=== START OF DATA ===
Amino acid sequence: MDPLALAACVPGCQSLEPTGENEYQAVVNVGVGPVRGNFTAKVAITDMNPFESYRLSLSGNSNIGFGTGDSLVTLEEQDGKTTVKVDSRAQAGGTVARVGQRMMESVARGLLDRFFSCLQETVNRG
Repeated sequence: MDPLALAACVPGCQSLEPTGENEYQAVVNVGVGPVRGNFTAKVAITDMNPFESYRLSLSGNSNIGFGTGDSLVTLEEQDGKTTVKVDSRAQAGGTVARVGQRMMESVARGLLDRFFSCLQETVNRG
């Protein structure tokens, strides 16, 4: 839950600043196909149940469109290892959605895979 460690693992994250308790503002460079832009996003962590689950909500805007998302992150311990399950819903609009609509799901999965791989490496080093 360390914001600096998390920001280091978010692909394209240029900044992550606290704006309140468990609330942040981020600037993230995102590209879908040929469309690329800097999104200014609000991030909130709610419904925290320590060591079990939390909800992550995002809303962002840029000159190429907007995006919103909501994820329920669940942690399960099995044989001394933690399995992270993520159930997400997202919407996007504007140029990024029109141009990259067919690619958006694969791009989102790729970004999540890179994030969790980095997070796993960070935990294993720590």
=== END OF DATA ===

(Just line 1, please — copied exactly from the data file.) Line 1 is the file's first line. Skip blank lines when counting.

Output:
Amino acid sequence: MDPLALAACVPGCQSLEPTGENEYQAVVNVGVGPVRGNFTAKVAITDMNPFESYRLSLSGNSNIGFGTGDSLVTLEEQDGKTTVKVDSRAQAGGTVARVGQRMMESVARGLLDRFFSCLQETVNRG